A Love Letter to Readers

The passing of a newspaper is a little like a death—a voice, a resonance, a presence falls silent. Also lost is the community a newspaper establishes with its audience. Reading at best is a kind of conversation—you talk back and throw the page down, or nod and read snippets to your friends on the phone.

These losses are not called censorship, but they are: economics edits opinion. Alternative newspapers are always and always ironically supported not only by donors but by advertising revenue, yet restaurants and retail shops rarely see how critical opinion and hard news can bolster their business. Santa Cruz is particularly rough country in this regard, since any alternative paper is up against the Good Times, which garners a large share of the revenue-producing ads. The Good Times could use that revenue to fund more news space, but it doesn’t; as publisher Carole Atkinson told Lee Quarnstrom, writing for the San Jose Mercury, “We’re a fun publication and we want to stay fun.”

The four papers I’ve written for in Santa Cruz County—the Phoenix, the Express, the Sun, and the Santa Cruz Magazine—never found the right mixture of “fun” and substance to achieve longevity; the Metro, informed by this collective history of loss, likely will.

The loss of Santa Cruz Magazine strikes me particularly sharply; not only was it a publication of particular promise, but it marks the end of the column that for nearly ten years I have published in Santa Cruz newspapers. It was by way of that column, begun in 1984, that I became the writer that I am (for better or for worse).

A column is a strange and wonderful venue. It is a little like the letters people wrote before there were telephones; the writer needs to choose emblematic scenes and sketch them quickly, then explain. The writer also has to be someone in particular but not too particular. If columnists become narrow or predictable in their personas, we don’t need to read them: we could write it ourselves. (Think of the implacably obvious George Will.)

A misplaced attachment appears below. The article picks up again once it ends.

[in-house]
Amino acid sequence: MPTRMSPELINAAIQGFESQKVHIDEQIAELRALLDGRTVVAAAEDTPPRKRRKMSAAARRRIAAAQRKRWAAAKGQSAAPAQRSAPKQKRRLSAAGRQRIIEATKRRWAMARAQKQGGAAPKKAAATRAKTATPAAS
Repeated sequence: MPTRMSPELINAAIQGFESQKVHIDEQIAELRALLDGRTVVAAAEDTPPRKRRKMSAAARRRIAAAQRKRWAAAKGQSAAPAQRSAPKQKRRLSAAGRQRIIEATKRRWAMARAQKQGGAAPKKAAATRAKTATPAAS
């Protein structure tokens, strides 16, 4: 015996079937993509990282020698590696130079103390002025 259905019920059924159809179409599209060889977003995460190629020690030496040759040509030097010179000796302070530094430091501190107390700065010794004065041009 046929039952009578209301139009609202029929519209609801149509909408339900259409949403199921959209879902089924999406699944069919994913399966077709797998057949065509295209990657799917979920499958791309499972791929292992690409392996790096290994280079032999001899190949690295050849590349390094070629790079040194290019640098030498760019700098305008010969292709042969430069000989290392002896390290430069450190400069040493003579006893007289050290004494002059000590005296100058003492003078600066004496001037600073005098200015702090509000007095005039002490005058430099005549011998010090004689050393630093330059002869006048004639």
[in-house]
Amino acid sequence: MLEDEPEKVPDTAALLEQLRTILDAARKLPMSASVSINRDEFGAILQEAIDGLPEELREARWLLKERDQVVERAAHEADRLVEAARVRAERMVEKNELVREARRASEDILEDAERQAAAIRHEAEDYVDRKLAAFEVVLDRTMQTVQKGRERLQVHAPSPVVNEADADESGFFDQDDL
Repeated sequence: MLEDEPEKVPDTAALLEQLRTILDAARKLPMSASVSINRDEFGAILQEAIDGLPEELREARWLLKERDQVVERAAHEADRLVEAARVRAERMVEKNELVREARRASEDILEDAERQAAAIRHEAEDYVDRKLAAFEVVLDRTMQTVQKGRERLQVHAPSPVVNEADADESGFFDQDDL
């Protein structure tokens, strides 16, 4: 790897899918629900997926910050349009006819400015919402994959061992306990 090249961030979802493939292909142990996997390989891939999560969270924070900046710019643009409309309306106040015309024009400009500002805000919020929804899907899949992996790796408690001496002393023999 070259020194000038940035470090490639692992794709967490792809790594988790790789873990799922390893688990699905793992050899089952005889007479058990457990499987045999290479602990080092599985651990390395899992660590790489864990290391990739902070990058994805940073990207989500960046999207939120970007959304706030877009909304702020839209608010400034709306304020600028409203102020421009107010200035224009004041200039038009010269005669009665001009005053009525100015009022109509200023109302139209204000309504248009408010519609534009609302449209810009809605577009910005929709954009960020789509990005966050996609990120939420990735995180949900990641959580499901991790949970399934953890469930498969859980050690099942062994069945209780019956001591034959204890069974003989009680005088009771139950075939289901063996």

Two things allowed me to find that fluid but not always obvious voice and point of view: editors and readers. Editors have given me more than latitude—they gave their blessing in advance and never manhandled my copy: Stephen Kessler, who talked me into doing this work when he was editing for the Express; Buz Bezore, who welcomed whatever I wrote (with the exception of my semi-colons); Geoffrey Dunn, who was behind every scene.

The Santa Cruz Magazine editors continued to extend that endless grace: Marty Abaurrea’s energy and encouragement kept me writing when I thought my brain had atrophied from raising a child who never slept for more than 90 minutes at a stretch; Mike Kostyal is a gifted and meticulous editor people in North County should know better, an editor who often left me feeling pleasantly outclassed.  I recount these names not just to say thank you, not just to gesture to the history of Santa Cruz alternative papers, but to say that writers don’t just bloom out of thin air. Writers are produced by the invitation to write, by the generous reception of their work. (If I were simply giving thanks to editors, I would also have to thank my secret weapon, my partner-in-life, who has read my drafts since 1987 and who can, with one perplexed look, unhook the most convoluted argument.)